• Learn to say 'no' to the good so you can say 'yes' to the best. John C. Maxwell

See the Ring of Brodgar



The true age of this ancient stone circle is unknown, but it's stunning vistas not in question.

Created sometime around 2500-2000 BCE, the exact purpose of the ring has never been discovered, but it is likely that it served a ritual purpose of some kind and may have been linked to the nearby Stones of Stenness. Originally there would have been 60 evenly spaced stones, but most of the rock spires have fallen or been lost down the centuries. Today only 27 of the original ring still stand, surrounded by a wide, earthen groove. The height of the stones ranges between smaller stones at seven feet tall, and the largest reaching to above 15 feet, creating a circle that would have been over 300 feet in diameter.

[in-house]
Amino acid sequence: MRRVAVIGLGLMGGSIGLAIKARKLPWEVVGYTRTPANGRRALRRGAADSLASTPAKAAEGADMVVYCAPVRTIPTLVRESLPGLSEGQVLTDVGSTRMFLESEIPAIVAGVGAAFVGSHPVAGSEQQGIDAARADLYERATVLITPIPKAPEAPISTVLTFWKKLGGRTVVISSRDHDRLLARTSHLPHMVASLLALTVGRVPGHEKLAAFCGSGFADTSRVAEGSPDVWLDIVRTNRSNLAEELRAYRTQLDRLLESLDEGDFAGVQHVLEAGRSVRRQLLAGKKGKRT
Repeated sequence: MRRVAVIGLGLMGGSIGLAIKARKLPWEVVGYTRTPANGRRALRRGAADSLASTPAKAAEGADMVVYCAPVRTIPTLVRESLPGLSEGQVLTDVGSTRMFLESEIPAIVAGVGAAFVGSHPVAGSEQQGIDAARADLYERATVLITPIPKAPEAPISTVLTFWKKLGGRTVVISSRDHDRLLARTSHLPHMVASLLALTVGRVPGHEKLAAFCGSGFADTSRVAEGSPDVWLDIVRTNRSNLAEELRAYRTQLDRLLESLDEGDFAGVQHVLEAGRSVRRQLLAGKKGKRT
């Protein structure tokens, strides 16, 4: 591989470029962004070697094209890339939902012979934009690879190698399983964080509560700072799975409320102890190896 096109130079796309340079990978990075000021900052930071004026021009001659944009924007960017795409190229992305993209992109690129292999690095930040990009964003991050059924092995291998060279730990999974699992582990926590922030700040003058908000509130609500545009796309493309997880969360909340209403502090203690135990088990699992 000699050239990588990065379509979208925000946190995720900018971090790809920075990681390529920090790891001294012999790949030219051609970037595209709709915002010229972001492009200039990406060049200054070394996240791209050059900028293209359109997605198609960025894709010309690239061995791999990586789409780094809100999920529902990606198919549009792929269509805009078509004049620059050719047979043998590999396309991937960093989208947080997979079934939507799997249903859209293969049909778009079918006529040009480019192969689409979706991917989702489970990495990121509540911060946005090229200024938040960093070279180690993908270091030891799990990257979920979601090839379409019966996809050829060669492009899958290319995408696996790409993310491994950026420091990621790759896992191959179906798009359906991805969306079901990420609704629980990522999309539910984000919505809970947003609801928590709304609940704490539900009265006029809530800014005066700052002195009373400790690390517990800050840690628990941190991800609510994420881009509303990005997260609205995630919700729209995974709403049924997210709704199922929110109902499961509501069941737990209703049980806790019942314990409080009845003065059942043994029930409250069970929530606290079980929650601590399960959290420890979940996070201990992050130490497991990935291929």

Surprisingly, archaeological work on the site has been rather light, so evidence of any other structures that may have accompanied the standing stones is scarce. In addition to whatever else may have once stood on the site, concrete information on exactly the purpose of the ring is equally elusive. A small number of ancient carvings including a cross and the name “Bjorn” can be found among the stones, but they provide very little evidence as to the site’s purpose.

Regardless of the lack of archaeological evidence on the site, it remains a beautiful and historic destination that creates an atmosphere of mystery and history.